Does carbon offsetting work?

Offsetting. Everybody’s at it. Shell says that it offsets the petrol that its customers buy. The aviation industry has said offsetting is how we can carry on flying. Some countries even want to offset their emissions. But what is carbon offsetting and does it work?
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By Mike Childs    |      Published:  13 Feb 2020    |      6 minute read

What is carbon offsetting?

The idea behind carbon offsetting is that the carbon emissions generated through an activity (like flying) can be calculated, and then the equivalent amount “paid off” via a scheme which removes carbon from the atmosphere (such as tree planting). To work, the "carbon removal" scheme or project must be in addition to existing schemes. And as we’ll see, that isn’t as simple as it sounds.

The race to net zero emissions

Right now, companies, councils and countries are falling over themselves to declare that they are going to go “net zero” (removing as many emissions as we produce), with dates ranging from 2030 to 2050. Net zero doesn’t mean they are going to reduce greenhouse gas emissions to actual zero, it means they are going to reduce their emissions a lot (or just a bit) and fund an offsetting project to deal with their remaining emissions. Bingo, net zero. 

Does carbon offsetting work (in practice)?

One the one hand that’s a pretty easy question to answer. A study for the European Commission [PDF] into United Nations-sanctioned offset projects found that three-quarters of projects were unlikely to have resulted in additional emissions reductions (meaning they would have probably gone ahead anyway) and only 2% had a high likelihood of being classed as "additional". So, in most cases it seems clear that carbon offsetting doesn’t work in practice. But on the other hand, that doesn’t mean it never works, and it clearly depends on which projects are being funded.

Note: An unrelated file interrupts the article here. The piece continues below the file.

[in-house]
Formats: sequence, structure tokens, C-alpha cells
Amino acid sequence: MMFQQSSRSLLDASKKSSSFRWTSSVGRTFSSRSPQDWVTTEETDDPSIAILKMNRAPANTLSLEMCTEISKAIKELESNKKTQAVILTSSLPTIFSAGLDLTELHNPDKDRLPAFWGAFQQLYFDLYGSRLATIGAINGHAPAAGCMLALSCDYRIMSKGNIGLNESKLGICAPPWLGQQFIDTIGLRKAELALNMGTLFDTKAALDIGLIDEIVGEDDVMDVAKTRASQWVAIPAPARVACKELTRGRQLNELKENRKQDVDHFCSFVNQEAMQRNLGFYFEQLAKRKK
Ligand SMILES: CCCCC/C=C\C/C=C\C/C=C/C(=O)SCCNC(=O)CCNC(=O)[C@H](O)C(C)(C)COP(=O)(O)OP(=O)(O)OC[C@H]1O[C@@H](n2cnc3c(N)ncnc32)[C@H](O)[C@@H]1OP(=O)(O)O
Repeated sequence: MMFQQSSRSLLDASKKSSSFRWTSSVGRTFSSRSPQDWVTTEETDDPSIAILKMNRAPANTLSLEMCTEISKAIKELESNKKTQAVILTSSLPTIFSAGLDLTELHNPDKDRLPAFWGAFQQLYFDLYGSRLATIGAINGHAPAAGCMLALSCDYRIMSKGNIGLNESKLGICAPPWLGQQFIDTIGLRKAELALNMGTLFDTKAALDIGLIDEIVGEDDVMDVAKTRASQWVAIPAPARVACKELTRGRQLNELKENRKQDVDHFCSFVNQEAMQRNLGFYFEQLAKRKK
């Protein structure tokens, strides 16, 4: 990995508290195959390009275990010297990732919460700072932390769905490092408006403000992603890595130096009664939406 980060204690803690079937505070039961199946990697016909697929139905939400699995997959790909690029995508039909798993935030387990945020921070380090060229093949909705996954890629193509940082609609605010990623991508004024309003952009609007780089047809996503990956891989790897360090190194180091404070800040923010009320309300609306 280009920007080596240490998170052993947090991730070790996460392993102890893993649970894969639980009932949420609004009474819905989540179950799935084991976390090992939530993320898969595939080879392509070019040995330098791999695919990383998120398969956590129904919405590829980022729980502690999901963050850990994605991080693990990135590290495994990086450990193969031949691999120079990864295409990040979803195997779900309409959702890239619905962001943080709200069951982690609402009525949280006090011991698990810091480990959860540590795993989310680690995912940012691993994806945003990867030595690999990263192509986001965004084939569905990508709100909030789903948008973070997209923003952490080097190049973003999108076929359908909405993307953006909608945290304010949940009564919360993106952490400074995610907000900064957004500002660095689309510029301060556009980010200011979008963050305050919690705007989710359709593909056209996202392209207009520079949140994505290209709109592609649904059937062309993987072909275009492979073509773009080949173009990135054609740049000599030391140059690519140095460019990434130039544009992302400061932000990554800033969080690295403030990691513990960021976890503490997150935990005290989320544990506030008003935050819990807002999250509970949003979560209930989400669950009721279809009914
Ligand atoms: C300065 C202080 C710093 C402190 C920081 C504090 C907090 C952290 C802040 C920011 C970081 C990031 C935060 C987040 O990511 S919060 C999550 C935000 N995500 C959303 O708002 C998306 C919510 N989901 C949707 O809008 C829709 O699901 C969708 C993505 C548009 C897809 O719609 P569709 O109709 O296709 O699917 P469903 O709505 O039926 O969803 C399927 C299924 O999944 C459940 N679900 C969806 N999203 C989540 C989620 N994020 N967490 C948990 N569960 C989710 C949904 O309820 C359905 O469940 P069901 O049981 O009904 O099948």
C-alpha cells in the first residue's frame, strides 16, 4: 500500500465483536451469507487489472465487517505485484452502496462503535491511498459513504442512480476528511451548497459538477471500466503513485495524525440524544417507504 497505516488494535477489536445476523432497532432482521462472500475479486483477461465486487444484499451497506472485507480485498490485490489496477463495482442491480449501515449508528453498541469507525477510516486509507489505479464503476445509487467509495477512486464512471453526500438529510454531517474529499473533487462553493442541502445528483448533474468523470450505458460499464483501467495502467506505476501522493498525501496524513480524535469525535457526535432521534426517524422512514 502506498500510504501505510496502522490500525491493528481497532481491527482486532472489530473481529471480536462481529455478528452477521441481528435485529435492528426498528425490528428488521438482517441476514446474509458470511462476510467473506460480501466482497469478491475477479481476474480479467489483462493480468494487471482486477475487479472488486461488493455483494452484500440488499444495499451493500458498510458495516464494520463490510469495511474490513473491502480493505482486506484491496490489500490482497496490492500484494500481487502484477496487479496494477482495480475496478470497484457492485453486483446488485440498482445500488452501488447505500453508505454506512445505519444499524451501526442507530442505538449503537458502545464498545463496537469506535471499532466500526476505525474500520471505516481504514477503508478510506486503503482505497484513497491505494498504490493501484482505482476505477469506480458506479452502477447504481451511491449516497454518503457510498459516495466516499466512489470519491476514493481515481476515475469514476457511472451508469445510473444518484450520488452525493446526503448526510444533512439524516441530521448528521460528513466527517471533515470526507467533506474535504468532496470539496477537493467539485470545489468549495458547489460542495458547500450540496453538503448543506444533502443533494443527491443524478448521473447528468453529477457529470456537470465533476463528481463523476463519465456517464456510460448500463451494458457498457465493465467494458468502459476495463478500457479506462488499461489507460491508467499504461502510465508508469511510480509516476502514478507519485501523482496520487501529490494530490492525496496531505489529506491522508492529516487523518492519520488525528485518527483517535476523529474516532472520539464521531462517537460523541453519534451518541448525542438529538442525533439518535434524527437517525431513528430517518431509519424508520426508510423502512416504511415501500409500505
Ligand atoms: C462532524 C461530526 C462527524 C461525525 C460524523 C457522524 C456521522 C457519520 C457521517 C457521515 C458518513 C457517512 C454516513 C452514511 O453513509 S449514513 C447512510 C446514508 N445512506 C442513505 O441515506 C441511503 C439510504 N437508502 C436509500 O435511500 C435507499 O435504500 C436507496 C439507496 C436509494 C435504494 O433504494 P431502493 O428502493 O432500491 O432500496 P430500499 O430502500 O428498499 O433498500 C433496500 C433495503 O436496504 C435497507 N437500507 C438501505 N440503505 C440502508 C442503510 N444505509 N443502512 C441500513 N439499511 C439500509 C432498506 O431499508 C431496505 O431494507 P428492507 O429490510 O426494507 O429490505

Are there examples of good offset projects?

That’s not as straightforward a question as it may seem, either:

Firstly, as mentioned before, the offset project must be in addition to what was going to happen anyway. That’s more difficult to identify than you’d think, because you need to have a crystal ball to identify what will happen without the offset cash. For example, the study for the European Commission (see above) basically said most energy-related projects are likely to happen anyway because there is already a strong demand for energy and a market that will pay.  And under the international Paris Climate Change Agreement, governments have already pledged to reduce emissions and therefore will need to ensure many of the typical offset projects go ahead anyway, so they won’t be in addition.

Secondly, the offset project must permanently lock away the emissions. Tree planting is a very popular offset scheme, largely because it’s a lot cheaper than other schemes. But sadly, trees can burn down (just look at the horrendous fires in Australia), be killed by pests (a university study showed tree deaths by pests in the USA are equal to the emissions of 5 million cars every year), or chopped down to make way for farming, roads, and so on. Don’t get us wrong, we’re all for tree planting at Friends of the Earth. But to be a viable offset project, the carbon must be locked away for thousands of years and tree planting or peatland restoration can’t guarantee this.